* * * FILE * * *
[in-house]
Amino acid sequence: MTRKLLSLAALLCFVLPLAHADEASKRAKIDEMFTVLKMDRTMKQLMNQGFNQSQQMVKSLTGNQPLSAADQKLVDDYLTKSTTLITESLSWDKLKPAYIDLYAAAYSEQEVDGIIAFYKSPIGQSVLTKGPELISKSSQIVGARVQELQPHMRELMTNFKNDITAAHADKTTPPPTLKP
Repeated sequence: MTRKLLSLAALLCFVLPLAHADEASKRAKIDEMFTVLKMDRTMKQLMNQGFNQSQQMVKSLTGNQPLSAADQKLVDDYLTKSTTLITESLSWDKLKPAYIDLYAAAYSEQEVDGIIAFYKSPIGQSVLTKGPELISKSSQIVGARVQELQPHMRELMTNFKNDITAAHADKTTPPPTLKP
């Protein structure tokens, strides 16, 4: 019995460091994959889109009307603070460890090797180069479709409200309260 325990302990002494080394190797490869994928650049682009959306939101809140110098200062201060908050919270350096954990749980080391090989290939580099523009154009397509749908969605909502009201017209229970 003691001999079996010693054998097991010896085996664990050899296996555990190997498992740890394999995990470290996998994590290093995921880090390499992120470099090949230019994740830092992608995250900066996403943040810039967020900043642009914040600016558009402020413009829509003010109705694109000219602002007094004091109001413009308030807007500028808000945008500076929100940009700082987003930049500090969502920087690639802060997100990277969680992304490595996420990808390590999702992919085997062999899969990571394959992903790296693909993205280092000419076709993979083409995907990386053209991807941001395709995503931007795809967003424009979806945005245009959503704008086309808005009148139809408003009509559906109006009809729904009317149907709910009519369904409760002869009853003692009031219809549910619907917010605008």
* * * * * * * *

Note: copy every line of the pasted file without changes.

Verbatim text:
[in-house]
Amino acid sequence: MTRKLLSLAALLCFVLPLAHADEASKRAKIDEMFTVLKMDRTMKQLMNQGFNQSQQMVKSLTGNQPLSAADQKLVDDYLTKSTTLITESLSWDKLKPAYIDLYAAAYSEQEVDGIIAFYKSPIGQSVLTKGPELISKSSQIVGARVQELQPHMRELMTNFKNDITAAHADKTTPPPTLKP
Repeated sequence: MTRKLLSLAALLCFVLPLAHADEASKRAKIDEMFTVLKMDRTMKQLMNQGFNQSQQMVKSLTGNQPLSAADQKLVDDYLTKSTTLITESLSWDKLKPAYIDLYAAAYSEQEVDGIIAFYKSPIGQSVLTKGPELISKSSQIVGARVQELQPHMRELMTNFKNDITAAHADKTTPPPTLKP
């Protein structure tokens, strides 16, 4: 019995460091994959889109009307603070460890090797180069479709409200309260 325990302990002494080394190797490869994928650049682009959306939101809140110098200062201060908050919270350096954990749980080391090989290939580099523009154009397509749908969605909502009201017209229970 003691001999079996010693054998097991010896085996664990050899296996555990190997498992740890394999995990470290996998994590290093995921880090390499992120470099090949230019994740830092992608995250900066996403943040810039967020900043642009914040600016558009402020413009829509003010109705694109000219602002007094004091109001413009308030807007500028808000945008500076929100940009700082987003930049500090969502920087690639802060997100990277969680992304490595996420990808390590999702992919085997062999899969990571394959992903790296693909993205280092000419076709993979083409995907990386053209991807941001395709995503931007795809967003424009979806945005245009959503704008086309808005009148139809408003009509559906109006009809729904009317149907709910009519369904409760002869009853003692009031219809549910619907917010605008």